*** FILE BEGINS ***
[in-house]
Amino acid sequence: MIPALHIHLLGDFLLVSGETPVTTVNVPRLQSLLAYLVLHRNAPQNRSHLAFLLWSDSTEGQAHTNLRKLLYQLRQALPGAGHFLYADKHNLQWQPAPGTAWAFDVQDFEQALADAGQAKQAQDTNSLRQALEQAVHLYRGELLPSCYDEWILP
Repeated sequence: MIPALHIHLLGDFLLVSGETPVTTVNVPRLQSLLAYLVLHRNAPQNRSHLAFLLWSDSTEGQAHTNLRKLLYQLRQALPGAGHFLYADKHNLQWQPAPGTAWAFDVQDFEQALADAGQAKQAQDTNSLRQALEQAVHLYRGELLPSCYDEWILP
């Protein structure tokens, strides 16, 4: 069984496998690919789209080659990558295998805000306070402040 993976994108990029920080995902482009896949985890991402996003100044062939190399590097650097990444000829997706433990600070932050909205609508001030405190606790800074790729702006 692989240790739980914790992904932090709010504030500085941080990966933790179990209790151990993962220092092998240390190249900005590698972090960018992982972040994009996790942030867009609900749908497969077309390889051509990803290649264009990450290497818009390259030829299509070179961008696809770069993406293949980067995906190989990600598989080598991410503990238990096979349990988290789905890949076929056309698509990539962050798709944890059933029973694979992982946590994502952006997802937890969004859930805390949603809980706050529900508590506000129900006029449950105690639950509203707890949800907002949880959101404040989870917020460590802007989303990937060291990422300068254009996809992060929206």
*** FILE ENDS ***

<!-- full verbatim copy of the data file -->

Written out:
[in-house]
Amino acid sequence: MIPALHIHLLGDFLLVSGETPVTTVNVPRLQSLLAYLVLHRNAPQNRSHLAFLLWSDSTEGQAHTNLRKLLYQLRQALPGAGHFLYADKHNLQWQPAPGTAWAFDVQDFEQALADAGQAKQAQDTNSLRQALEQAVHLYRGELLPSCYDEWILP
Repeated sequence: MIPALHIHLLGDFLLVSGETPVTTVNVPRLQSLLAYLVLHRNAPQNRSHLAFLLWSDSTEGQAHTNLRKLLYQLRQALPGAGHFLYADKHNLQWQPAPGTAWAFDVQDFEQALADAGQAKQAQDTNSLRQALEQAVHLYRGELLPSCYDEWILP
């Protein structure tokens, strides 16, 4: 069984496998690919789209080659990558295998805000306070402040 993976994108990029920080995902482009896949985890991402996003100044062939190399590097650097990444000829997706433990600070932050909205609508001030405190606790800074790729702006 692989240790739980914790992904932090709010504030500085941080990966933790179990209790151990993962220092092998240390190249900005590698972090960018992982972040994009996790942030867009609900749908497969077309390889051509990803290649264009990450290497818009390259030829299509070179961008696809770069993406293949980067995906190989990600598989080598991410503990238990096979349990988290789905890949076929056309698509990539962050798709944890059933029973694979992982946590994502952006997802937890969004859930805390949603809980706050529900508590506000129900006029449950105690639950509203707890949800907002949880959101404040989870917020460590802007989303990937060291990422300068254009996809992060929206």